Spencer Petras says he doesn’t use social media, but knows not-so-nice things are probably floating around about his play. I asked him yesterday if it’s been harder to narrow his focus these past few weeks, and he said it’s actually been the contrary.

“I’m sure I know what’s out there and I could — I don’t give a [expletive],” Petras said Tuesday. “My focus is on my own game, the game of football. It becomes really easy when when you kind of have a feeling what’s going on out there.”

Well, he’s not wrong.

But it doesn’t necessarily mean that the criticism is justified. Brian Ferentz’s play calling has been under fire for years. Iowa’s dealing with injuries at the receiver position and a run game that’s a work-in-progress to say the least. Starting ball carrier Gavin Williams says the goal lately is to remind Spencer that offense scores (or fails to score) as a unit.

“I feel like Spencer’s confidence hasn’t changed much,” Williams said.

“You’ll see a lot of things on social media of like him, people tearing him down and everything like that. But you can’t just put all the blame on one person. That’s kind of been our focus as an offense is trying to keep his head up and try to take that pressure off him because we know at the end of the day, it’s not his fault for us winning or losing.”

Speaking of social media usage, that’s not something head coach Kirk Ferentz necessarily endorses. Yes, he’s a 67-year-old man without any known social media. But team captain Riley Moss says there’s a reason he encourages his players to steer away from it.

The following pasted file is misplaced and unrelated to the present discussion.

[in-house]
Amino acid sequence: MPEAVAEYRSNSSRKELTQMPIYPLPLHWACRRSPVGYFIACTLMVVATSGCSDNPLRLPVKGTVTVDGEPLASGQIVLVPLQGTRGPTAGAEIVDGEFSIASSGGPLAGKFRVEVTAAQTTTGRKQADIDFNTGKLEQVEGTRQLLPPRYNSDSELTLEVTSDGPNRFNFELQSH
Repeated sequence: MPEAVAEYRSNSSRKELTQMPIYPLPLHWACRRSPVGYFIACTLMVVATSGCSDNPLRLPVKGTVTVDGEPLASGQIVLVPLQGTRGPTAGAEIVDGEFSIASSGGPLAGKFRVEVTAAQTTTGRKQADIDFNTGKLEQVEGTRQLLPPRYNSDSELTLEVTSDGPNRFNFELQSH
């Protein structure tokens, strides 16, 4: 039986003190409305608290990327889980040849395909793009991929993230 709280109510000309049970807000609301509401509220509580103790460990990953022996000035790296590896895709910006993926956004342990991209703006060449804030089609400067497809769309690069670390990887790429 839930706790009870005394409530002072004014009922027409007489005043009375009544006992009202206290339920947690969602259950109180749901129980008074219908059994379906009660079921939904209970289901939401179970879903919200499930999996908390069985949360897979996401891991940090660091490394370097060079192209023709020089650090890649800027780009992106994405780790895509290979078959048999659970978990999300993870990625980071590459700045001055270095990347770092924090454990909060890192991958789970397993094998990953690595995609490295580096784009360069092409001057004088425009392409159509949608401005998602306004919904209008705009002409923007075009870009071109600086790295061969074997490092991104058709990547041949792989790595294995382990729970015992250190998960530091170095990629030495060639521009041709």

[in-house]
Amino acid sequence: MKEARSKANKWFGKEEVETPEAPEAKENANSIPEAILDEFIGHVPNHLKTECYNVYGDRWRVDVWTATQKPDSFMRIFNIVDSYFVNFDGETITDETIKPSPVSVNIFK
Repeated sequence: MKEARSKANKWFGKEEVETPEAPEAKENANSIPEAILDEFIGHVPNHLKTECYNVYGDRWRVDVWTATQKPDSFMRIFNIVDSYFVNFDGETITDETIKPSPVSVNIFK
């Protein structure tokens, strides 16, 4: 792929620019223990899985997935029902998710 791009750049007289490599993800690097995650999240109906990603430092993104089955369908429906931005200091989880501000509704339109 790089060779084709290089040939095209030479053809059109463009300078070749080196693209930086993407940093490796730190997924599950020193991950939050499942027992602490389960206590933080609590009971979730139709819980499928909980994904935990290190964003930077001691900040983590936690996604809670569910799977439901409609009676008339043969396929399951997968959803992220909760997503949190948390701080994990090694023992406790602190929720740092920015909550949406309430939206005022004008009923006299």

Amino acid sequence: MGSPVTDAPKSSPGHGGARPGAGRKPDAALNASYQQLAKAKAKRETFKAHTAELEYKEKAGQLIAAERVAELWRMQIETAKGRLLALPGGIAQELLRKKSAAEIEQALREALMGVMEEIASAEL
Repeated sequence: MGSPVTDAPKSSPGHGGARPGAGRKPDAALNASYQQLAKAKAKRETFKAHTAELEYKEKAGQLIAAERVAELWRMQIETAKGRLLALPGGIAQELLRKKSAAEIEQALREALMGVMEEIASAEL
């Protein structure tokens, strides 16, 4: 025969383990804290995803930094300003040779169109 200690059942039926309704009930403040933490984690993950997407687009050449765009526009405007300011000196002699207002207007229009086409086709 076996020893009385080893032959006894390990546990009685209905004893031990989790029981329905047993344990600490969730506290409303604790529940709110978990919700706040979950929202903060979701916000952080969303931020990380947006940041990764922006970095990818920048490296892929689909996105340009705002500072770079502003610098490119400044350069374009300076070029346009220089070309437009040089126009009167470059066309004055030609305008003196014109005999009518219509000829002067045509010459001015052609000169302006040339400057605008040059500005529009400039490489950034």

“Part of the reason Coach Ferentz a long time ago had us off social media is so no one would see all that stuff and divide,” Moss said. “We’re working hard to stay together and work through everything.”

And at the same time, these players have to answer the same questions about the offense every single week. It’s hard to give the status quo answer to reporters who write stories critiquing a player who’s playing a sport most us never had ability to play at that level. After the 10-7 loss to Iowa State, Sam LaPorta teared up talking about his QB.

“I think he’s doing a great job,” LaPorta said. “And the average fan or the average reporter, you guys might [expletive] on him, I see what he does in practice. And I see the work that he puts in in the film room and everything.”

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